We are fully cognizant of the presumption of validity which exists in favor of a last marriage and of the burden of rebutting this presumption which rests upon the party attacking such marriage. See Roberts v. Roberts, 124 Fla. 116, 167 So. 808; J.J. Cater Furniture Co. v. Banks, 152 Fla. 377, 11 So.2d 776. Although such presumption is one of the strongest known to the law, yet the first wife is not required to eliminate every remote possibility that a divorce may have been secured by her husband. Certainly she should not be held to a degree of proof which would force her to negative every such possibility upon the doubtful, though oft repeated, theory that anything is possible. To place a greater burden upon the first wife than was assumed and carried by Mary Johnson in this case would be unconscionable. The first wife should not be required to account for the movements and whereabouts of her errant husband for every moment of the period of time which elapsed between his desertion of her and his death. It is sufficient if the evidence when weighed collectively establishes that there could be no reasonable probability that the husband secured a divorce. Mary testified, without dispute, that she had no notice or knowledge of a divorce suit filed by Sylvester Johnson against her and that her husband had no grounds for divorce — he simply deserted her for another woman. Lula Levy, the mother of Sylvester Johnson, testified without contradiction that Sylvester never established a residence anywhere other than the State of Florida and that he never lived outside of this State.
In Hillyer Lovan v. Florida Industrial Commission, 155 Fla. 144, 19 So.2d 838, we held the evidence sufficient to rebut the presumption of validity of the last marriage. The uncontradicted, pertinent facts of this case are almost identical with the controlling facts in the Hillyer suit.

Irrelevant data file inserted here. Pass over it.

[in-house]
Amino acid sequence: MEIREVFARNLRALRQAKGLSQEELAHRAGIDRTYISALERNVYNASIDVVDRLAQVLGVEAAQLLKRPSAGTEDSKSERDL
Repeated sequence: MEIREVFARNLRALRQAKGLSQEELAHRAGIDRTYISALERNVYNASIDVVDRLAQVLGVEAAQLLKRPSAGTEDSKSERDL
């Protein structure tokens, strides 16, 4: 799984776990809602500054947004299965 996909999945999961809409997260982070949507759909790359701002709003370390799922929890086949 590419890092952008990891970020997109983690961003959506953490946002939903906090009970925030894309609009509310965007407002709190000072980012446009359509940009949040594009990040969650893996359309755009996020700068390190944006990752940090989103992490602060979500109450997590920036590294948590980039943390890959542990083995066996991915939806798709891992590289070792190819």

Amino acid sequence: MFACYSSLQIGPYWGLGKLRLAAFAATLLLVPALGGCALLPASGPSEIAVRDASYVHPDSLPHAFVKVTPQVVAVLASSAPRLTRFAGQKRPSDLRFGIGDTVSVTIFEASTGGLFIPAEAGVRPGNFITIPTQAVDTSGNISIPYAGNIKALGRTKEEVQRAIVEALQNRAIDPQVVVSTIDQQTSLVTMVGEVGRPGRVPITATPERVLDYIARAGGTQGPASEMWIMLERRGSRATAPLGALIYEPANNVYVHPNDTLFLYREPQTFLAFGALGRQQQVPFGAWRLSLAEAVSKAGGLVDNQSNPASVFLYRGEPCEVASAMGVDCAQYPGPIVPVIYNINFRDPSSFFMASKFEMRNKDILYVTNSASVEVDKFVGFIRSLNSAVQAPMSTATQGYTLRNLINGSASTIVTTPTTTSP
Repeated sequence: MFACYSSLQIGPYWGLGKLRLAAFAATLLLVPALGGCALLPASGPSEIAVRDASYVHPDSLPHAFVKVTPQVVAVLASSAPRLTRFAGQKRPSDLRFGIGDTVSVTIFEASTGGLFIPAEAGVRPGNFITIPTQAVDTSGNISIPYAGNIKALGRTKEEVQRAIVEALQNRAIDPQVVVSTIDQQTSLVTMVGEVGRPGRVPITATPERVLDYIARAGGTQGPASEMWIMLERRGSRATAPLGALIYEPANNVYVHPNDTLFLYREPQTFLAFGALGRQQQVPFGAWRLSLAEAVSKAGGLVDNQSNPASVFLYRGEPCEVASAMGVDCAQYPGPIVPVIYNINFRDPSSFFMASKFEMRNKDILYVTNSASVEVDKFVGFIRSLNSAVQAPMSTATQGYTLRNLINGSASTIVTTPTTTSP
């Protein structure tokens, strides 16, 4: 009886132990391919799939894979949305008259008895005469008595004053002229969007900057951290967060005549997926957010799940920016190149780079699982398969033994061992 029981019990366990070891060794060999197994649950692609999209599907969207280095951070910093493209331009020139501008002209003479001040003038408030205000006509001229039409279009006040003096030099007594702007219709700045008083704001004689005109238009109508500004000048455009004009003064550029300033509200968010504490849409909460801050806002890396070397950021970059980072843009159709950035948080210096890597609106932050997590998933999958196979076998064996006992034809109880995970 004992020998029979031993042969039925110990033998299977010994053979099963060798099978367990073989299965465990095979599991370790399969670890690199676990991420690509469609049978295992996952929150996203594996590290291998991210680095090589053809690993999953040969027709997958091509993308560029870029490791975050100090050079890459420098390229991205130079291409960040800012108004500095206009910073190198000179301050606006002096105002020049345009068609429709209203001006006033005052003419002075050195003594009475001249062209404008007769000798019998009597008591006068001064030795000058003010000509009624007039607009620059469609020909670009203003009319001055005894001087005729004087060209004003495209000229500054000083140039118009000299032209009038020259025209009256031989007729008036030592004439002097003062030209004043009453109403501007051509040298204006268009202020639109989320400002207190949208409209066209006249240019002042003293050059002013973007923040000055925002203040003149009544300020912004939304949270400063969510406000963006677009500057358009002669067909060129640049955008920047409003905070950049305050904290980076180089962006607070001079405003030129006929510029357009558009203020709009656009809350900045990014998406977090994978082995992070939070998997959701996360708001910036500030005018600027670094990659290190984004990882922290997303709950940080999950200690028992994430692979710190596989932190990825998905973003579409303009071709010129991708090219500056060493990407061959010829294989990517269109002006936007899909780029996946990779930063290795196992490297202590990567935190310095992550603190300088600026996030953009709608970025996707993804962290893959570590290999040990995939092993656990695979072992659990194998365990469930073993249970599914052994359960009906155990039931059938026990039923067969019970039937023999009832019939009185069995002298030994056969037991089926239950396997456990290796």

We are not receding from our former adjudications wherein we have held that the findings of facts made by a deputy commissioner and approved or confirmed by the full Commission and the Circuit Court reach us with a presumption of correctness. The question in this case is not one of conflicting testimony. The undisputed facts which establish the right of the appellant Mary Johnson to the status of Sylvester Lee Johnson's widow completely satisfy the "yardstick" set forth by us in our opinion in Hillyer v. Florida Industrial Commission, supra. See also Roberts v. Roberts, supra, and Ellenwood v. Ellenwood, 157 Fla. 640, 26 So.2d 655. Consequently, the rule that the findings made by the fact-finding arbiter come to us with a presumption of correctness is not brought into play. Actually the error in this case arose by virtue of the Deputy Commissioner's, the full Commission's and the Circuit Court's misconception of the legal effect of the uncontroverted testimony which we have hereinbefore outlined.
We, therefore, conclude that the appellant has successfully carried the burden of rebutting the presumption of validity existing in favor of Annie's marriage to deceased. The judgment appealed from is hereby reversed with directions to enter a judgment not inconsistent with this opinion.
SEBRING, C.J., and TERRELL, THOMAS and ADAMS, JJ., concur.
CHAPMAN and ROBERTS, JJ., dissent.